Author Archives: Ttadem16

Should We Condone ‘Hactivism’?

Since the subject of hacking has come up recently in lecture, I thought it’d be interesting to discuss how some people have used their talents in a way that has us questioning how we think about the word “hacker”. In the last few years we’ve seen an increase in hackers who use their computer skills to expose corruption and to make social commentary on politics, social media, and privacy. One instance, which happened not too long ago, is the Steubenville rape case, where the hack expert group Anonymous leaked videos, texts, and emails, that showed a massive cover up was taking place to protect high school football players accused of sexually assaulting a 16-year-old girl. The work by the hackers eventually led to the charging of the students’ and adults in the situation.

Another well-known hactivist group are a duo based in Milan. Paolo Cirio & Alessandro Ludovico are hackers who call themselves ‘artists’; mainly to get around the legal issues their work entails. In an extremely creative use of hack skill, Cirio developed a schema known as Google Will Eat Itself. The goal of this project was to buy shares of Google and distribute it to the public using Google’s own money. They accomplished this by using bots to click on Google advertisements on a network of hidden websites. They were apparently able to make over $400,000. Another undertaking was the writing of a code and creation of an algorithm that would preview Amazon books repeatedly enough to have previewed a sufficient amount of material to read the entire book. They were then able to put the book together in its entirety and subsequently make the books available to the public. The pair also created face-to-Facebook which scraped Facebook data of a million users and categorized them and then automatically adds them to a custom online dating website. They did this as social commentary on the lack of privacy people who use sites like Facebook have. Another interesting thing the duo did was protest Google street-view by creating real-life replicas of people captured by the cameras. They justified their work by saying that the use of street view was incredibly invasive, and would in essence canonize the people without their permission.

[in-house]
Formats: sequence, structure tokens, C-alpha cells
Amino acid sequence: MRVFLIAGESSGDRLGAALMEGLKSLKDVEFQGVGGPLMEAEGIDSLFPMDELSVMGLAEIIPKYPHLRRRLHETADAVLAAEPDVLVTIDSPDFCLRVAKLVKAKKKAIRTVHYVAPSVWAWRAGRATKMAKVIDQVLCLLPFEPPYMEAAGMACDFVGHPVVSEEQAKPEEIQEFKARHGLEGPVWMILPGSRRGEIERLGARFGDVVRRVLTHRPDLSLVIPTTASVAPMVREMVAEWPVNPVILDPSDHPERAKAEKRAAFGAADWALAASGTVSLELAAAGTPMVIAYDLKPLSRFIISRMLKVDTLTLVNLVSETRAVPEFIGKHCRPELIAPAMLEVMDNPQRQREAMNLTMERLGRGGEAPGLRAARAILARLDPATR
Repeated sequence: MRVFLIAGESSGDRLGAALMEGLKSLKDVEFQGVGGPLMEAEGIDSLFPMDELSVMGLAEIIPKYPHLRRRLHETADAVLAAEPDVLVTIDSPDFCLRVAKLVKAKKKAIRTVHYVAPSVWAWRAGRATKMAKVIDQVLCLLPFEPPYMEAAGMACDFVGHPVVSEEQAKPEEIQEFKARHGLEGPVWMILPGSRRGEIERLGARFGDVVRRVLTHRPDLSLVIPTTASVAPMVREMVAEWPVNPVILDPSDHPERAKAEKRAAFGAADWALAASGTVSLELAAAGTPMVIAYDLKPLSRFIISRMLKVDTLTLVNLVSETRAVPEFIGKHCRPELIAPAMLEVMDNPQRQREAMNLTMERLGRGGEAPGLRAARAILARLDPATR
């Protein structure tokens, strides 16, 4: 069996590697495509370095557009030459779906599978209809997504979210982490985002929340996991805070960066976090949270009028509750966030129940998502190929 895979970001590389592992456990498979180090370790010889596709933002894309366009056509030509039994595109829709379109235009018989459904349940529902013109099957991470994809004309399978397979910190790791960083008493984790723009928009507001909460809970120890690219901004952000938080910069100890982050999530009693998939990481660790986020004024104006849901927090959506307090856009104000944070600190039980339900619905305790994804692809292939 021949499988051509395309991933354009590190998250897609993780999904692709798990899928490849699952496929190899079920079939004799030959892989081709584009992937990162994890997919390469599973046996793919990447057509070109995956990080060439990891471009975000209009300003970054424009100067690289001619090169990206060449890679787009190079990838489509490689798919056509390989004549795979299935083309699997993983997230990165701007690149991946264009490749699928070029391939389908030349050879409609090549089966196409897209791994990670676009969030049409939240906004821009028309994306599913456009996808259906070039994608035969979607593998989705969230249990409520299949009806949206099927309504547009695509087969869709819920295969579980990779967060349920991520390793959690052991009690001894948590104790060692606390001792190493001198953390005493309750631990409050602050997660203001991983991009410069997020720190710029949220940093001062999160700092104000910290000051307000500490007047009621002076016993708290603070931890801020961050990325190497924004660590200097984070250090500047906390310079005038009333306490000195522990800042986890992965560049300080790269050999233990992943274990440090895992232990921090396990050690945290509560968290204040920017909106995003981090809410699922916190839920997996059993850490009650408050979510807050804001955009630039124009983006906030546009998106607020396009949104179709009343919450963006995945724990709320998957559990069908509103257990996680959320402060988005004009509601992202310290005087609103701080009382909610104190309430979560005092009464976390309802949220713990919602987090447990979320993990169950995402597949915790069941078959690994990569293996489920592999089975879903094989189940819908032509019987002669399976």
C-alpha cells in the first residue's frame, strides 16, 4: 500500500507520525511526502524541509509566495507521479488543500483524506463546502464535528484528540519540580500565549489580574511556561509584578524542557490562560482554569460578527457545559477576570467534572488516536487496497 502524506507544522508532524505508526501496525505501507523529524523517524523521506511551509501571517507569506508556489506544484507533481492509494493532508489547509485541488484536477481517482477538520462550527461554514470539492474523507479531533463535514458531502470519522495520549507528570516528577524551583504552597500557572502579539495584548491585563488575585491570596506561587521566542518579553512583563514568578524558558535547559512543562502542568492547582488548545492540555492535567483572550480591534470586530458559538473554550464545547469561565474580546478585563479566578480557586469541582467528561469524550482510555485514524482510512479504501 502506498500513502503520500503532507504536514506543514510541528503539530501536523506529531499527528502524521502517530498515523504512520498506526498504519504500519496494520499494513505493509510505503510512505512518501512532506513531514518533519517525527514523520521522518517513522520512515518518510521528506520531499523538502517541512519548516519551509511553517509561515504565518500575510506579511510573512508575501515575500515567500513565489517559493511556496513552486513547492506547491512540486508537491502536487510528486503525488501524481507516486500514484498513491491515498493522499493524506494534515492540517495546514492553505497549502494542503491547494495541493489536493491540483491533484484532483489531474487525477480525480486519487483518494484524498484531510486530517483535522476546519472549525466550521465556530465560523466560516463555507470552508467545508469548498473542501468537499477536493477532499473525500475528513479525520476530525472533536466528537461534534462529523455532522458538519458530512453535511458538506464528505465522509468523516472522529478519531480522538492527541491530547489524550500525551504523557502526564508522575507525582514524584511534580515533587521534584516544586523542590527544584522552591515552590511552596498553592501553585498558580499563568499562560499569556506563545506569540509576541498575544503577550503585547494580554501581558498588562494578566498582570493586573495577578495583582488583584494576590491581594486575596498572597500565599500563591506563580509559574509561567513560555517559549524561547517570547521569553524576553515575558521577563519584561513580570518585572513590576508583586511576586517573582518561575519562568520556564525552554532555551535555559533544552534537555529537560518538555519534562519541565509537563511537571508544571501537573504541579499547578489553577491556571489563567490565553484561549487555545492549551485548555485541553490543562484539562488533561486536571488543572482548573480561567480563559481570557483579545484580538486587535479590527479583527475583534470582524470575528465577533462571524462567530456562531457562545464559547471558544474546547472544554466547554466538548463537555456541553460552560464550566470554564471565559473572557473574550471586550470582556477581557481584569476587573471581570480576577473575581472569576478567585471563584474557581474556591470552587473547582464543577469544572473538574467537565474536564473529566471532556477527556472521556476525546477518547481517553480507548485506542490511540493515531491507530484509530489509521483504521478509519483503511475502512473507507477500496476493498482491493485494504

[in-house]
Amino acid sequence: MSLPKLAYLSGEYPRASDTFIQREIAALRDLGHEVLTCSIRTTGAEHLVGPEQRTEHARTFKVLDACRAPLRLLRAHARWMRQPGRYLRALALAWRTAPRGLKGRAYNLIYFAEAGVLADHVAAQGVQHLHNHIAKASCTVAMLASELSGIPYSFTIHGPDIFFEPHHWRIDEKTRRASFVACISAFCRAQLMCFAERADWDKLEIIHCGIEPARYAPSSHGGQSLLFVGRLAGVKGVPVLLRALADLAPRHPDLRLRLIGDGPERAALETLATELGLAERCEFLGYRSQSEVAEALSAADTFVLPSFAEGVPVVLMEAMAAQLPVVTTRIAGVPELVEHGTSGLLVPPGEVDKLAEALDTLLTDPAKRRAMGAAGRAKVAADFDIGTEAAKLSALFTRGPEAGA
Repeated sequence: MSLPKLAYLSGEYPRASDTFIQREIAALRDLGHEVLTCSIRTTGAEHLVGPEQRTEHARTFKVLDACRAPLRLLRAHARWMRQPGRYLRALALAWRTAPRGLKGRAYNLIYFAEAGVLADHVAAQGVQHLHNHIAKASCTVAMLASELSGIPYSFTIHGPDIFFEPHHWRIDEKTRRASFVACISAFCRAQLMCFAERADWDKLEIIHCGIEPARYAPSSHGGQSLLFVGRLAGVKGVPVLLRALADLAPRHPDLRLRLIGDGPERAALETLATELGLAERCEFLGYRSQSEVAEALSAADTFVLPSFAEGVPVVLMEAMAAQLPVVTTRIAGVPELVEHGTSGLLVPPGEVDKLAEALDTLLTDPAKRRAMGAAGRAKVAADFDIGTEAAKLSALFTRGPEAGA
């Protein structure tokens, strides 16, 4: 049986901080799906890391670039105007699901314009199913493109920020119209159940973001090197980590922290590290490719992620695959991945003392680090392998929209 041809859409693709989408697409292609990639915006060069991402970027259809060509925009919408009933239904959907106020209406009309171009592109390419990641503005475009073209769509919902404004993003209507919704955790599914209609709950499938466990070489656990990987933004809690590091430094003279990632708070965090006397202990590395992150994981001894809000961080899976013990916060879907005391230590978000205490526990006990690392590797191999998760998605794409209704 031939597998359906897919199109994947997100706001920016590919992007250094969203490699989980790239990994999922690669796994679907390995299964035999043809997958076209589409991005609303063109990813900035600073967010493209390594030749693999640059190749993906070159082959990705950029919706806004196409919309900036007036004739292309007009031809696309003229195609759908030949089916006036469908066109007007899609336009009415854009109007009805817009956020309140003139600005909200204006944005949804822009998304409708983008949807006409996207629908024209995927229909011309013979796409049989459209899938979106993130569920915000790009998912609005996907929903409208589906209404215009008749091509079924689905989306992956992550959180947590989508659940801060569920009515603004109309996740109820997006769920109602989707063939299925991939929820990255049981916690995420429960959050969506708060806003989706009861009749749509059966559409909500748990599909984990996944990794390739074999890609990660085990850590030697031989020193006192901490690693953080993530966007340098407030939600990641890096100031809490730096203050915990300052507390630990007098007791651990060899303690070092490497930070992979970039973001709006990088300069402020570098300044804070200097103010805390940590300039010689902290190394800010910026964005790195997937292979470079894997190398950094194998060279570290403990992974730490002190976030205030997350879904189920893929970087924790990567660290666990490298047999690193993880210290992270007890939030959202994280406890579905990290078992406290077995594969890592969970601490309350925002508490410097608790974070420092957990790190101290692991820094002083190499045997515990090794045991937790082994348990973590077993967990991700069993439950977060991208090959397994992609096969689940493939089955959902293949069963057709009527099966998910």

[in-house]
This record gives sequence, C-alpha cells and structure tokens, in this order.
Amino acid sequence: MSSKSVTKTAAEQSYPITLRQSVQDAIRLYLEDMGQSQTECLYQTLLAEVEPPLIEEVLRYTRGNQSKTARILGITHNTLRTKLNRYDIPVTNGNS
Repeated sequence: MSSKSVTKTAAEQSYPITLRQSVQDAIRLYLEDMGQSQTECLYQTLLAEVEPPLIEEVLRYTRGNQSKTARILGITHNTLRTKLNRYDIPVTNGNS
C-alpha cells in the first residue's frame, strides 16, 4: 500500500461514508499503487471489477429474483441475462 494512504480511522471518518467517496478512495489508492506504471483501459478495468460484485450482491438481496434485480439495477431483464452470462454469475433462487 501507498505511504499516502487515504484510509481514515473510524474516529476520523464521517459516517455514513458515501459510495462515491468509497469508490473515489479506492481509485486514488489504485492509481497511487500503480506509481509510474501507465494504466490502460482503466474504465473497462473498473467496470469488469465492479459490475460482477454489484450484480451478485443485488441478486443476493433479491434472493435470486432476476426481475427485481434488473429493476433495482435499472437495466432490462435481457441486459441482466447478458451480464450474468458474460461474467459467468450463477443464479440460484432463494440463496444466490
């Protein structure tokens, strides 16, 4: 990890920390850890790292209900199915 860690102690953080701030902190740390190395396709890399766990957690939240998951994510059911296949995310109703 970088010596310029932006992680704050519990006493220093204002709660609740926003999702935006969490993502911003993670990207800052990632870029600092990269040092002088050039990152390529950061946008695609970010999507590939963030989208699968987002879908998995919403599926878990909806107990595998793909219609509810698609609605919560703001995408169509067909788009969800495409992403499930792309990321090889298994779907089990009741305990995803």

So the questions are should we support hactivists like Anonymous and Cirio & Ludovico? Is their work illegal based on The Computer Fraud and Abuse Act? Would you personally consider their work illegal? Do you think their actions are morally right/wrong according to the rules we learned for judging morally right actions?

Is the “Internet of Things” making us more vulnerable to hacking?

The Internet of Things (IoT) is a general concept that refers to objects that have identifiable or machine-readable information, which can be managed by computers. The long-term goal is for every device and person to be equipped with identifiers that are all linked together.

The idea seems fascinating and innovative, but it raises a lot of issues, particularly issues related to security. For instance, last month we learned that the largest hacking scheme of Target’s financial system was done through a HVAC system. As things we use for everyday living begin to have online capabilities, our lives and the Internet of Things become increasingly interconnected. As we see now with the increased commercial use of things like NEST technology’s thermostat, we can control every system in our home without even leaving our seats. That sort of convenience helps its users but leaves the door wide open for those who have ill intentions.  IoT gives others the ability to hack in and control certain aspects of our lives, by unlocking our door, turning our lights on, or disabling security systems. They even have the ability to hack into our appliances. The biggest concern of all this is that your personal data can be compiled from IoT devices. IoT’s data includes information about its user’s location, how many people are in the home, when one arrives or leaves their home.

The IoT is an economically expanding system. With over 20 billion devices set to be “internized” by 2020, it creates a breeding ground for data collectors. Even software that allows users to counter security threats is still susceptible to hacking.

All we can hope for is that with the increase of “IoT”, there is an increase in security detail.  But even then nothing is guaranteed.  What do you think about “IoT”, and the concerns it raises? Would you want every device you own to be connected? How would we go about making sure our privacy, data, etc. are protected?